4 November 2001
Bl. Pavel Peter Gojdic
Bl. Methodius Dominic Trčka,
Bl. Paolo Manna
Bl. Luigi Tezza
Bl. Bartolomeu Fernandes dos Mártires OP
Bl. Gaetana Sterni
Bl. Giovanni Antonio Farina
Bl. María Pilar Izquierdo Albero
Bl. Pavel Peter Gojdic, (1888-1960) Basilian Bishop of Presov
Pavel Peter was born on 17 July 1888 at Ruske Pekl'any near Presov (Prjasev)
in Eastern Slovakia the third child of Stepan Gojdic and Anna Herberij. He grew
up in the village of Cikel'ke where his father was parish priest. From his
father he learned the love of neighbour that fuels pastoral care, and from his
mother he acquired a spirit of prayer that remained with him until death. One
must remember that in this century alone the flag over the city of Presov
changed three times. As he left the gymnasium in 1907, he felt called to the
priesthood. His two older brothers had already opted for the priesthood. He
began his formation in Presov. As a capable student, he was sent to the Major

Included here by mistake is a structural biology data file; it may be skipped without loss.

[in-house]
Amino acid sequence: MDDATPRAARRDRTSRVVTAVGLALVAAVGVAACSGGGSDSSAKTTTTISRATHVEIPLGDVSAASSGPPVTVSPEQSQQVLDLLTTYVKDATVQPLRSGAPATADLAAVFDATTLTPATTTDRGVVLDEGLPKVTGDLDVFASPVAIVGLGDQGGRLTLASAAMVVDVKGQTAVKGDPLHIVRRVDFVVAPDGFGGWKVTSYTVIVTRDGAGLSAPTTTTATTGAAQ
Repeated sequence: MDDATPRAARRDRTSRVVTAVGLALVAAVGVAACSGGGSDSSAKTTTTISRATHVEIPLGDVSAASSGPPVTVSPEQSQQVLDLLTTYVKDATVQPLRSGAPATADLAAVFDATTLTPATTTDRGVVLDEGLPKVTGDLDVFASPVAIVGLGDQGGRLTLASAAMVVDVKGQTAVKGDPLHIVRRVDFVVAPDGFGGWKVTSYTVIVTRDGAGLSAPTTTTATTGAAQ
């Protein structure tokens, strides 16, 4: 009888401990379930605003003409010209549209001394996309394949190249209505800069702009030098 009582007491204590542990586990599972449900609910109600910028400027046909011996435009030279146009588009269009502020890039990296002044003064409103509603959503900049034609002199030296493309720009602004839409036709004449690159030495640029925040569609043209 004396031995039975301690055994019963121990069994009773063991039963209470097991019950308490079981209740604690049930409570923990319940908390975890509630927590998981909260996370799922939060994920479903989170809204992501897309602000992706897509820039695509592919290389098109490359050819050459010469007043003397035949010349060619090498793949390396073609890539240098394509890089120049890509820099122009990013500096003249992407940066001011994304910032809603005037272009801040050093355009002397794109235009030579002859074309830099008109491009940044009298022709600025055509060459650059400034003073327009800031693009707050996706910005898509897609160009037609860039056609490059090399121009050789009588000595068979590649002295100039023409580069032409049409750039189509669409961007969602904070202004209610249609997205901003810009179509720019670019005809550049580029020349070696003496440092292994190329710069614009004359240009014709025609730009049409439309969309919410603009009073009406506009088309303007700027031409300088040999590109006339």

Seminary in Budapest. He was ordained with his brother Cornelius on 27 August
1911 in Presov. He began his parish ministry by helping his father. Then he
became prefect in the diocesan boarding school. In 1914 Bishop Nowak made him
assistant protosyncellus (chancellor). In 1919 Dr Rusnak, the Apostolic
Administrator, appointed him Moderator of the Chancery of the Eparchy. On 20
July 1922, he entered the Order of St Basil the Great, taking the name of Pavel
(Paul). He satisfied a desire for a regular spiritual life and hoped to avoid
being a candidate for the episcopacy. He was solemnly professed on 28 November
1926. On 14 September 1926, he was named Apostolic Administrator of the Eparchy
of Presov (Prjasev). In 1927 he was appointed titular Bishop of Harpasa and was
consecrated on 25 March in the Roman Basilica of San Clemente, near the relics
of St Cyril, St Ignatius and St Clement. On 29 March, Pius XI gave him a gold
pectoral cross, saying: "This cross is only faintly symbolic of the
heavy crosses God will send you...".
"God is love, let us love Him!" was the motto of the zealous
pastor as he founded parishes, orphanages, schools, supported the teaching
academy and seminary, besides launching new publications. It was only in 1940
that the Holy Father appointed him Bishop of Presov (Prjasev); until then he had
been Apostolic Administrator, and for the year 1939 Apostolic Administrator of